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      Gonna Stick My Sword in the Golden Sand: A Vietnam Soldier's Story has just been released. The title comes from a stanza of the gospel traditional, Down by the Riverside, with its refrain--"Ain't gonna study war no more." Golden Sand is a bold, dark, and intense retelling of the Vietnam experience through the eyes of an army scout that is […]
      Obie Holmen
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      I am pleased and honored that the UCC has asked me to moderate a symposium during the games entitled Queer Christians: Celebrating the Past, Shaping the Future. [[ This is a content summary only. Visit my website for full links, other content, and more! ]]
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      . . . a.k.a Port MacquarieI've spent the last week-and-a-half in the Australian coastal town of Port Macquarie, which since 2002 has been home to my parents, Gordon and Margaret Bayly (pictured with me above last Thursday, July 20).I was happy to see that on the local council's new-look signage for the town the aboriginal word for the area – Guruk […]
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      NEXT: Return to GurukImage: Michael J. Bayly (Flynns Beach, Port Macquarie).
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    • Not Our President November 16, 2016
      To hear the simplistic denial of those who scream out with naiveté “give Trump a chance” as they condemn others engaged in selfless protest against a certain political and social tsunami in the making, is to ignore his life-time public embrace of policies that tens of millions reject as not just destructive, but evil per se. They are not mistaken.Those in st […]
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For Further Reading on the Catholic Right: Frank Cocozzelli’s Commentary

2008 Faith in Public Life Survey, Younger American Catholics

As an appendix to my discussions of the shared political objectives of the Catholic religious and political right—of the Catholic right’s subordination of Catholic ideas and values to neoconservative economic and political ideology—I’d like to recommend an extremely valuable resource to readers seeking more information about this topic.

Frank Cocozzelli, Director of the Institute for Progressive Christianity (and an Open Tabernacle collaborator), has done yeoman’s work for some time now tracking and exposing the Catholic right. His ongoing multi-part series on the Catholic right at the Talk to Action website is must-reading for anyone concerned about the collusion of the Catholic right with right-wing money and power, and about the effects of that collusion on our political process. A chronological listing of all his articles and postings at Talk to Action is on Frank’s profile page for the site.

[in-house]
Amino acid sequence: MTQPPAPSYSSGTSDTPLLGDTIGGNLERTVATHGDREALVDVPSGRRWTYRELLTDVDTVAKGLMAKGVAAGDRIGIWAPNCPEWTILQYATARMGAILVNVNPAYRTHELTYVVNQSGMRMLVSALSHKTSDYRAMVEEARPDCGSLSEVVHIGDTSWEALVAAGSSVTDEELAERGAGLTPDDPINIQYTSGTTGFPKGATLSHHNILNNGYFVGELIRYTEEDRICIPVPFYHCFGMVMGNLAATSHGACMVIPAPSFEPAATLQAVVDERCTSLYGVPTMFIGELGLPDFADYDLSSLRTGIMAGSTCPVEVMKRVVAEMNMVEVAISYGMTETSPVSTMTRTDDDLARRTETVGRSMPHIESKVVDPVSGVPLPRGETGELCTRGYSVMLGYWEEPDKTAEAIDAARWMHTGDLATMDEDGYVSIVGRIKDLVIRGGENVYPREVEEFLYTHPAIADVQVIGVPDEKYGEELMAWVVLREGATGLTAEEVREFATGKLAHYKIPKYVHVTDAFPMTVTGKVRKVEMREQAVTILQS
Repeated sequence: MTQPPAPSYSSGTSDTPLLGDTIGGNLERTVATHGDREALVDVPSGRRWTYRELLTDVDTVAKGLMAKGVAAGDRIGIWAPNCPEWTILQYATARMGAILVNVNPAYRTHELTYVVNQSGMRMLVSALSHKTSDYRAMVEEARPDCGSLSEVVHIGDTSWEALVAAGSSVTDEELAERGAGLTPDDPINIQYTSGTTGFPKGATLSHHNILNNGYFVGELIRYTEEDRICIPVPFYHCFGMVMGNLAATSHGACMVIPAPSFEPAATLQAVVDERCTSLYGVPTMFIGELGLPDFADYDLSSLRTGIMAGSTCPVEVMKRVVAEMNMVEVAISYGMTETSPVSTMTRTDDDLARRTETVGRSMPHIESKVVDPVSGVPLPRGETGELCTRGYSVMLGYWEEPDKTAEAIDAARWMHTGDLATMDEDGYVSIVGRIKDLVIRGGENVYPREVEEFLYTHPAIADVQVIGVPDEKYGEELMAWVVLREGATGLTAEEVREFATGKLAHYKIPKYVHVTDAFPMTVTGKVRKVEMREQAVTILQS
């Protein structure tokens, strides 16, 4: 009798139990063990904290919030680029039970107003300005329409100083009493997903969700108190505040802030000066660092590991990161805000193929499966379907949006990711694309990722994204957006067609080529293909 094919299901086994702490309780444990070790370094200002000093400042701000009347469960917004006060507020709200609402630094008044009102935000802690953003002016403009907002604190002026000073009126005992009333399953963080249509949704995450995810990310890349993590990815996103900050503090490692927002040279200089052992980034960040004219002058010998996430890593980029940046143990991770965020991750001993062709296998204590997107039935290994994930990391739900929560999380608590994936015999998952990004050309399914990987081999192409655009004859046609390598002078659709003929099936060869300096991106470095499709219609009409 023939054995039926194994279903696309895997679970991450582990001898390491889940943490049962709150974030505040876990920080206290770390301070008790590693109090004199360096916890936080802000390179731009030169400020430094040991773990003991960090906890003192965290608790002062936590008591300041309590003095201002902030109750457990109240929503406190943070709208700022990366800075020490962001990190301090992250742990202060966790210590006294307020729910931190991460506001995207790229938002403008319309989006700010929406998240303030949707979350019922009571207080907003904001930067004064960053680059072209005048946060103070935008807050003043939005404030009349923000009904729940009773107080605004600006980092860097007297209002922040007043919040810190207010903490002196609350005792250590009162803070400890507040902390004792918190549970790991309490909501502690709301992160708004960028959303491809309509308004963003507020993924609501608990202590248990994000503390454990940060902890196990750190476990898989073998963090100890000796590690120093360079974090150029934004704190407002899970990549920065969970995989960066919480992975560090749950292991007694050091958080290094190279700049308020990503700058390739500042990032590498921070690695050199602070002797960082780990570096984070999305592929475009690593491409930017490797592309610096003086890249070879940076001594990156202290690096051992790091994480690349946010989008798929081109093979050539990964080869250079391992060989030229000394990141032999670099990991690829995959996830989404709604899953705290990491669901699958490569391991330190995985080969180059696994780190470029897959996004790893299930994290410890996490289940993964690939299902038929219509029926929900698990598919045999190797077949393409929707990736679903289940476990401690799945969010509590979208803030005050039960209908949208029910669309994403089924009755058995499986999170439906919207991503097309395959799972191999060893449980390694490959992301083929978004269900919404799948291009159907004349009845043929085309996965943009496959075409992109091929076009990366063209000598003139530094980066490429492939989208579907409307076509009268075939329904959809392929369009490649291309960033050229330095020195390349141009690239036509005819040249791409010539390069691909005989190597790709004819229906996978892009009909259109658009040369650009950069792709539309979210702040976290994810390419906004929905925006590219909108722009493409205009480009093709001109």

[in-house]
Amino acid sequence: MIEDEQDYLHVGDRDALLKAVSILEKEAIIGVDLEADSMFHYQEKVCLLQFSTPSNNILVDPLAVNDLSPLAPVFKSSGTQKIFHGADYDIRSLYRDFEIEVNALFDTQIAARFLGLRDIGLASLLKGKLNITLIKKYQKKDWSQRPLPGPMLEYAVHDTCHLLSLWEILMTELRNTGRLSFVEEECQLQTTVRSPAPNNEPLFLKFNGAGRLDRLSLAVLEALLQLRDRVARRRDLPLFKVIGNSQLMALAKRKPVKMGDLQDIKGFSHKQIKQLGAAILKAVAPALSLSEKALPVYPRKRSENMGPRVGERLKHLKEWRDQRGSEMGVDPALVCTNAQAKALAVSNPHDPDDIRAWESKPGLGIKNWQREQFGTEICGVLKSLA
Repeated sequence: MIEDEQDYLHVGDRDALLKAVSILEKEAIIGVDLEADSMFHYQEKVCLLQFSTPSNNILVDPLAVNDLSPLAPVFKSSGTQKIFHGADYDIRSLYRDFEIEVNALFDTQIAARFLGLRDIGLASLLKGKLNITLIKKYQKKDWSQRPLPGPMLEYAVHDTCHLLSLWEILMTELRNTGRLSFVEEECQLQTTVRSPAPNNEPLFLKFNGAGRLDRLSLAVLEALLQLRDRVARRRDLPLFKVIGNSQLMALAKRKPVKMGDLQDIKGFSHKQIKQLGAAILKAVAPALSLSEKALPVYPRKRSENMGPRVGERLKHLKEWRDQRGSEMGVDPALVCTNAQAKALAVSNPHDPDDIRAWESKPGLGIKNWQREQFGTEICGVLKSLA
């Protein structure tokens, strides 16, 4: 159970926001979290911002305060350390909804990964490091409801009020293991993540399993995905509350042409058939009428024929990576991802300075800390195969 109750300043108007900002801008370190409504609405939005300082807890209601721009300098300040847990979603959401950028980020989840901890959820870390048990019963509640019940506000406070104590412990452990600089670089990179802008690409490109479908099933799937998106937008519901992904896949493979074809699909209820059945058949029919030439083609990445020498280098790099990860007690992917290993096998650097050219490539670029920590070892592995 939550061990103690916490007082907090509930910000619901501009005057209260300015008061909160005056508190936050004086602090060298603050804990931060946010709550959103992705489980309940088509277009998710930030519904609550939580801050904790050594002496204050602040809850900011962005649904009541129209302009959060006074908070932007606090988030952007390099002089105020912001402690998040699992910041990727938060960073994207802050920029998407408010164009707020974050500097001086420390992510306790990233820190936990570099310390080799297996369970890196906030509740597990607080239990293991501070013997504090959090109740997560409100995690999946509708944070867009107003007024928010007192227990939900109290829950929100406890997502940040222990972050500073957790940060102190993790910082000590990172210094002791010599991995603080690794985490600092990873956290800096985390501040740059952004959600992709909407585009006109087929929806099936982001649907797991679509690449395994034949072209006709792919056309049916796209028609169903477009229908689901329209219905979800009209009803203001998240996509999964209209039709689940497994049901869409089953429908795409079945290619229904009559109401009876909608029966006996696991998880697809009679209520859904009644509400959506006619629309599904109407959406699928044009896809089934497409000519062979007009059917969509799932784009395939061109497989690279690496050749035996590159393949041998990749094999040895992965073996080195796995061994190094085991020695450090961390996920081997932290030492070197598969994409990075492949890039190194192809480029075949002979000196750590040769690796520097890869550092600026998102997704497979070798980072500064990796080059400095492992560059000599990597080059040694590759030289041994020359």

As Frank Cocozzelli’s incisive, soundly documented analysis in this treasure trove of articles about the Catholic religious and political right demonstrates, what is driving its leaders—including political power-brokers like Deal Hudson, Brent Bozell, Newt Gingrich, and Robert P. George, and ecclesiastical players like Archbishop Charles Chaput and Archbishop Raymond Burke and their supporters—is not so much the desire to outlaw abortion and maintain strict orthodoxy, as it is the drive to impose one political viewpoint and one political party on all American Catholics in the name of “orthodoxy.” As my last posting on this topic noted, this drive to make being Catholic synonymous with being neoconservative (and Republican) in the final decades of the 20th century has had extremely destructive effects on the American Catholic church, which are only now becoming apparent to many observers.

With Pew Forum data  last year showing that one in ten Americans is now a former Catholic, and that one third of American Catholic adults have now left the church, it seems to be high time to reconsider the political-cum-pastoral strategy that has dominated the U.S. Conference of Catholic Bishops for several decades now.  With one index after another indicating that the younger generation of American Catholics is leaving the church in even higher proportions, it’s hard to imagine a bright future for the Catholic church in the U.S. unless the Catholic-neoconservative political alliance is decisively reconsidered, and the conversation about what it means to be Catholic in the 21st century opened up to many more voices than those the center has welcomed in recent years.

(Cross-posted from Bilgrimage, 3 March 2009, with editorial changes)

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